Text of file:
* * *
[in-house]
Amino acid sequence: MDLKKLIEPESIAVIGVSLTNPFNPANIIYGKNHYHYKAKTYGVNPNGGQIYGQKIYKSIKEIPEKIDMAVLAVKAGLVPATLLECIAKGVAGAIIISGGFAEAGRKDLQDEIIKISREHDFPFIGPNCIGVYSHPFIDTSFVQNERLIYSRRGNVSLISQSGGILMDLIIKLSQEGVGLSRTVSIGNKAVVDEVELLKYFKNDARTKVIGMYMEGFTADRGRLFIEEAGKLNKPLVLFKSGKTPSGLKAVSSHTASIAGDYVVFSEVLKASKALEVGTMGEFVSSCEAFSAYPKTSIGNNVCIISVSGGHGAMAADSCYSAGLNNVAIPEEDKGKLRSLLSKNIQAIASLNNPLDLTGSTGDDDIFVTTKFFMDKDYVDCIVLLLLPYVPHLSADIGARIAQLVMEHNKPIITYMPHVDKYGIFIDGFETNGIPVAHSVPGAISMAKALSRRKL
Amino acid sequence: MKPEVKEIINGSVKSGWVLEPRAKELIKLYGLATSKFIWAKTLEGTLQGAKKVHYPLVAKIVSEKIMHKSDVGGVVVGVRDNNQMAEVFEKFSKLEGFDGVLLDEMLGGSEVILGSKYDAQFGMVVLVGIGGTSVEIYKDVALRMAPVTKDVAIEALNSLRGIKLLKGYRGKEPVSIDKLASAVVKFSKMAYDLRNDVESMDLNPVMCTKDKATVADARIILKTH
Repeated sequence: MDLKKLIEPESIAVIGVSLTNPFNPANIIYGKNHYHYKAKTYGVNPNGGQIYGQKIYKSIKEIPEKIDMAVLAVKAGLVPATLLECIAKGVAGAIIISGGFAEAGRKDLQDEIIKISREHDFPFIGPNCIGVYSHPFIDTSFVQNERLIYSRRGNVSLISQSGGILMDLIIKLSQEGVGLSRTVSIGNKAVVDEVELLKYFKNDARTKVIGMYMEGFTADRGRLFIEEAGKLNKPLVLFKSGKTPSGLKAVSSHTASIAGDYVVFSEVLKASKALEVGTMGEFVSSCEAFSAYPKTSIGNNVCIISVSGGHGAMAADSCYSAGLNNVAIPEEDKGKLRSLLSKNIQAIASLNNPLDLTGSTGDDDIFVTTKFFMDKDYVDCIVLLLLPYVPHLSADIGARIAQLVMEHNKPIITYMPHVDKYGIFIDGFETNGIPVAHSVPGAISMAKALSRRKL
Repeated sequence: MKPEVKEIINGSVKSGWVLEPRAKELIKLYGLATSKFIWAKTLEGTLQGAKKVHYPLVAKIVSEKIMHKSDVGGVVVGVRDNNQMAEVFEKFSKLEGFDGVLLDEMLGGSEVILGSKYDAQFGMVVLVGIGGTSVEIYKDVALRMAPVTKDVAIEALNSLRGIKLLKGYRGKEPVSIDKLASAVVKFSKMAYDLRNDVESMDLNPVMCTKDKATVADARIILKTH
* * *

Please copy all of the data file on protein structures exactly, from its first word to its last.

[in-house]
Amino acid sequence: MDLKKLIEPESIAVIGVSLTNPFNPANIIYGKNHYHYKAKTYGVNPNGGQIYGQKIYKSIKEIPEKIDMAVLAVKAGLVPATLLECIAKGVAGAIIISGGFAEAGRKDLQDEIIKISREHDFPFIGPNCIGVYSHPFIDTSFVQNERLIYSRRGNVSLISQSGGILMDLIIKLSQEGVGLSRTVSIGNKAVVDEVELLKYFKNDARTKVIGMYMEGFTADRGRLFIEEAGKLNKPLVLFKSGKTPSGLKAVSSHTASIAGDYVVFSEVLKASKALEVGTMGEFVSSCEAFSAYPKTSIGNNVCIISVSGGHGAMAADSCYSAGLNNVAIPEEDKGKLRSLLSKNIQAIASLNNPLDLTGSTGDDDIFVTTKFFMDKDYVDCIVLLLLPYVPHLSADIGARIAQLVMEHNKPIITYMPHVDKYGIFIDGFETNGIPVAHSVPGAISMAKALSRRKL
Amino acid sequence: MKPEVKEIINGSVKSGWVLEPRAKELIKLYGLATSKFIWAKTLEGTLQGAKKVHYPLVAKIVSEKIMHKSDVGGVVVGVRDNNQMAEVFEKFSKLEGFDGVLLDEMLGGSEVILGSKYDAQFGMVVLVGIGGTSVEIYKDVALRMAPVTKDVAIEALNSLRGIKLLKGYRGKEPVSIDKLASAVVKFSKMAYDLRNDVESMDLNPVMCTKDKATVADARIILKTH
Repeated sequence: MDLKKLIEPESIAVIGVSLTNPFNPANIIYGKNHYHYKAKTYGVNPNGGQIYGQKIYKSIKEIPEKIDMAVLAVKAGLVPATLLECIAKGVAGAIIISGGFAEAGRKDLQDEIIKISREHDFPFIGPNCIGVYSHPFIDTSFVQNERLIYSRRGNVSLISQSGGILMDLIIKLSQEGVGLSRTVSIGNKAVVDEVELLKYFKNDARTKVIGMYMEGFTADRGRLFIEEAGKLNKPLVLFKSGKTPSGLKAVSSHTASIAGDYVVFSEVLKASKALEVGTMGEFVSSCEAFSAYPKTSIGNNVCIISVSGGHGAMAADSCYSAGLNNVAIPEEDKGKLRSLLSKNIQAIASLNNPLDLTGSTGDDDIFVTTKFFMDKDYVDCIVLLLLPYVPHLSADIGARIAQLVMEHNKPIITYMPHVDKYGIFIDGFETNGIPVAHSVPGAISMAKALSRRKL
Repeated sequence: MKPEVKEIINGSVKSGWVLEPRAKELIKLYGLATSKFIWAKTLEGTLQGAKKVHYPLVAKIVSEKIMHKSDVGGVVVGVRDNNQMAEVFEKFSKLEGFDGVLLDEMLGGSEVILGSKYDAQFGMVVLVGIGGTSVEIYKDVALRMAPVTKDVAIEALNSLRGIKLLKGYRGKEPVSIDKLASAVVKFSKMAYDLRNDVESMDLNPVMCTKDKATVADARIILKTH